On Saturday morning, I found tooth #1 rearing its beautiful head out of my Monkey’s lower gums. As she is already 7 1/2 months old, I’ve been getting a lot of the “Ohhh, she’s not teething yet??” and “Ohhh, late teether!” and “I bet you’re glad!” which always comes off a little inappropriately, as I know these semi-strangers are referring to the tenderness of my womanly feeding spouts.
The appearance of her first tooth (not to mention her second, which started poking out this morning) put me into my very own state of nirvana. At that moment, and for the moments over the following hour or two, nothing else mattered. Our dwindling bank account, our fights, our crappy neighborhood, our exhaustion, and our general discomfort with life which comes as an overall malaise when you have the aforementioned package deal of poopy things, were no longer a problem. I was free of ickyness. Monkey had leapt into the next stage of her life’s development, and I – was – elated.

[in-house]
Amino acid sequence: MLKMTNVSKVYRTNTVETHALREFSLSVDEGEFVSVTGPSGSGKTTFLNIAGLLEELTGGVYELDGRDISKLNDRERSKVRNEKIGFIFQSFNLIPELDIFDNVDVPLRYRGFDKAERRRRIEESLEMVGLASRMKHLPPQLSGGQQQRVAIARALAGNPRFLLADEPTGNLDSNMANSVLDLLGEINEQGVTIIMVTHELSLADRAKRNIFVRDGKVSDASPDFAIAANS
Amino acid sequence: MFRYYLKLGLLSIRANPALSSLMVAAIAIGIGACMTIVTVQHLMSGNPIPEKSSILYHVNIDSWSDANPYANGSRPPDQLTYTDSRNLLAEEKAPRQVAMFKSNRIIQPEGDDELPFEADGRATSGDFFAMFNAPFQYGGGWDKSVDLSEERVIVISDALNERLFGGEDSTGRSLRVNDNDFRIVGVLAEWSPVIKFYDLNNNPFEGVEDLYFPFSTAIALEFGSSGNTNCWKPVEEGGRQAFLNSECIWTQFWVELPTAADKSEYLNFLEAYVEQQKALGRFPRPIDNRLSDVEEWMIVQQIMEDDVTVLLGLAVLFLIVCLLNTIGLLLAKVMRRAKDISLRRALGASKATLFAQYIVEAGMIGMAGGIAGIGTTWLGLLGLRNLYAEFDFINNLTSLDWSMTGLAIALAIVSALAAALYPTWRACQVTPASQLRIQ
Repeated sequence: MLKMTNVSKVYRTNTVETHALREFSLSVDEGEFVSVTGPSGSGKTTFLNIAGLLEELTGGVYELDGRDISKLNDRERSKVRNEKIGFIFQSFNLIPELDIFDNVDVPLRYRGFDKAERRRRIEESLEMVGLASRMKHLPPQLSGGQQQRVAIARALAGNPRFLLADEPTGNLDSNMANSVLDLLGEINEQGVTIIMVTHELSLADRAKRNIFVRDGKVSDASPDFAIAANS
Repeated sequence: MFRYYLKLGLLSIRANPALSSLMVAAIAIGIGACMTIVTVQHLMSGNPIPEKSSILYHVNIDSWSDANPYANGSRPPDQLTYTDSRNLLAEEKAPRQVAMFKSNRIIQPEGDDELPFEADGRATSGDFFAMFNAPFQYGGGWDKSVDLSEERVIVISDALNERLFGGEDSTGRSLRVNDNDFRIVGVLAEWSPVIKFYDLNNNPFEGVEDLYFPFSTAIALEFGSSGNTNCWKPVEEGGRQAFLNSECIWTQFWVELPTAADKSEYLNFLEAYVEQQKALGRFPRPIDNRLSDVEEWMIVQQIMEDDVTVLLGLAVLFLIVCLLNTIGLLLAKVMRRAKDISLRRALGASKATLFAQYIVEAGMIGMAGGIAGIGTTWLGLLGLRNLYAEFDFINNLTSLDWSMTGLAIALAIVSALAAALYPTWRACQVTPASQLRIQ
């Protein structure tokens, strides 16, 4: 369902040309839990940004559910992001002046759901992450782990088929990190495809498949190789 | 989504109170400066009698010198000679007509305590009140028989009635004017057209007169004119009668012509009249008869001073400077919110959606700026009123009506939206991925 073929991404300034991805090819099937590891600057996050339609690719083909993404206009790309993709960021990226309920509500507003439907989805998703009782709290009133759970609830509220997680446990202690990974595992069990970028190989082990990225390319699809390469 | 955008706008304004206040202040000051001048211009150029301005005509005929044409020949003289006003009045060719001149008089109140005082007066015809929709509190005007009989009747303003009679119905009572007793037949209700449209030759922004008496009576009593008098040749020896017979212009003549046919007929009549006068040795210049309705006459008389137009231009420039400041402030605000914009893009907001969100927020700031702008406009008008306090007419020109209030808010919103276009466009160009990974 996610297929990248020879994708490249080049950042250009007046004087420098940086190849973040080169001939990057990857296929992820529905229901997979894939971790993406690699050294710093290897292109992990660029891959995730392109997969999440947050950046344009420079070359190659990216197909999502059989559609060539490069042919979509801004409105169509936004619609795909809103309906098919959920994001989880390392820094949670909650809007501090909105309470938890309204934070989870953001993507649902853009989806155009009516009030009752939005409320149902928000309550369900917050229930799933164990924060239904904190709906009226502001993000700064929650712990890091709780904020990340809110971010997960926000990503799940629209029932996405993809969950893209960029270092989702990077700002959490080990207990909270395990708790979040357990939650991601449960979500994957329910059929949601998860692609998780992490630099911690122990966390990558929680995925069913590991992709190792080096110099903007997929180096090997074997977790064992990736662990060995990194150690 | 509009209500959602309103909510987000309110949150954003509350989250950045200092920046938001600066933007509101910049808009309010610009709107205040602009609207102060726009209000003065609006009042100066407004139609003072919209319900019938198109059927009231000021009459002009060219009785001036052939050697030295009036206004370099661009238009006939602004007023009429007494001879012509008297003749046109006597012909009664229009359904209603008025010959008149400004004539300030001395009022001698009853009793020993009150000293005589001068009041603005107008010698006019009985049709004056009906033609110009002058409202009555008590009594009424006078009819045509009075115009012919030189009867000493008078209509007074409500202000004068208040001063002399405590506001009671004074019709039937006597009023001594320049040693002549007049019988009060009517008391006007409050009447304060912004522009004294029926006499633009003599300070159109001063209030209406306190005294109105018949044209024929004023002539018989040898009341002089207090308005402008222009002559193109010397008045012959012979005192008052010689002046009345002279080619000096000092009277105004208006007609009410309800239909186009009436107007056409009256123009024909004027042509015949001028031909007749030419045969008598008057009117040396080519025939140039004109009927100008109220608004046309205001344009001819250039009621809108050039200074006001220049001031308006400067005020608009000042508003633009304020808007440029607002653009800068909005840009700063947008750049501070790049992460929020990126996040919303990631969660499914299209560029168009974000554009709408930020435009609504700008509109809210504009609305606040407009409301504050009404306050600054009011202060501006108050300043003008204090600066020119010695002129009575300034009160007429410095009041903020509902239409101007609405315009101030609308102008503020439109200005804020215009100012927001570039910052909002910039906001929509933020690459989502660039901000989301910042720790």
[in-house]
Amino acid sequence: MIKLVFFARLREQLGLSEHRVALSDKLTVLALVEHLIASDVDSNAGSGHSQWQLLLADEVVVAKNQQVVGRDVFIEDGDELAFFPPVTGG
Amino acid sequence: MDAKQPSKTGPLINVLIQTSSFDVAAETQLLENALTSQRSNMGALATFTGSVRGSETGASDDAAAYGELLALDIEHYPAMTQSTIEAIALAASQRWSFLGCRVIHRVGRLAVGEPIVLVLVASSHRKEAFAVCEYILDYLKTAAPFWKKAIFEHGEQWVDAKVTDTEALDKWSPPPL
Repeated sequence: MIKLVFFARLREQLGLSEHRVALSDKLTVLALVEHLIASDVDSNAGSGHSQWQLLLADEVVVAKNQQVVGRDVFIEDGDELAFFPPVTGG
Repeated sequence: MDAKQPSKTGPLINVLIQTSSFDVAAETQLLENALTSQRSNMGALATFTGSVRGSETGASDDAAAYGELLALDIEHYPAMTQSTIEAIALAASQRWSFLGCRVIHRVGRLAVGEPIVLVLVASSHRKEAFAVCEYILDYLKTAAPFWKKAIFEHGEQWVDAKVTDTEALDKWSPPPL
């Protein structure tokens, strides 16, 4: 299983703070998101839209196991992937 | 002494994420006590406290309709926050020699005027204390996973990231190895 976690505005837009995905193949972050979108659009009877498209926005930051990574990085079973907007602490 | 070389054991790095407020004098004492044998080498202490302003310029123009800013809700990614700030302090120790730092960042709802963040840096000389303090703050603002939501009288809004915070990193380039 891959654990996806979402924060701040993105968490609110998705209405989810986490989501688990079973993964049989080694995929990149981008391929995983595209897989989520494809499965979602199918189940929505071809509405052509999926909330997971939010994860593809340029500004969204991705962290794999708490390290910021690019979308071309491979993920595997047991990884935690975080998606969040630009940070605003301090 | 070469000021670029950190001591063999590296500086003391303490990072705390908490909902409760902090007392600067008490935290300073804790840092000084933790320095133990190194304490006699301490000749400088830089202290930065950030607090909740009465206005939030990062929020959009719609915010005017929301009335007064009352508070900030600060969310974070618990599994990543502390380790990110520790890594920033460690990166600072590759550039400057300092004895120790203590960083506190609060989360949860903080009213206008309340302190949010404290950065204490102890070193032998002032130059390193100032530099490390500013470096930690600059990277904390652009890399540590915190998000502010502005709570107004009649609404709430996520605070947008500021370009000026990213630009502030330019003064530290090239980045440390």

The stress of starting our own business(s) has been the icing on the cake of one stressful year and a half – getting married, having a baby, buying a house, quitting my job… starting our own businesses – all since March of ’09. It’s this pressure of making the business work, or else we’ll slowly starve to death on the streets of Hollywood, sitting in front of The GAP, asking for change, so we can buy some really mediocre pizza they sell on Hollywood Boulevard (actually, it’s not that bad, but I’m from New York, so I’m supposed to bag on it) that makes the emergence of a tooth all the more wonderful.
We will not starve… we will not go under… we will not live outside The GAP. And it’s all because of her tooth. The tooth itself won’t fix any of our problems, but it is a blatant example of the progression of life that happens no matter how much money you have, how much happiness you’re in, or how much your new business is succeeding.
Really, it’s just that, for a brief moment, the everything of life is simplified into one tiny thing – the beauty and perfection and maturation of the only thing that matters: my family.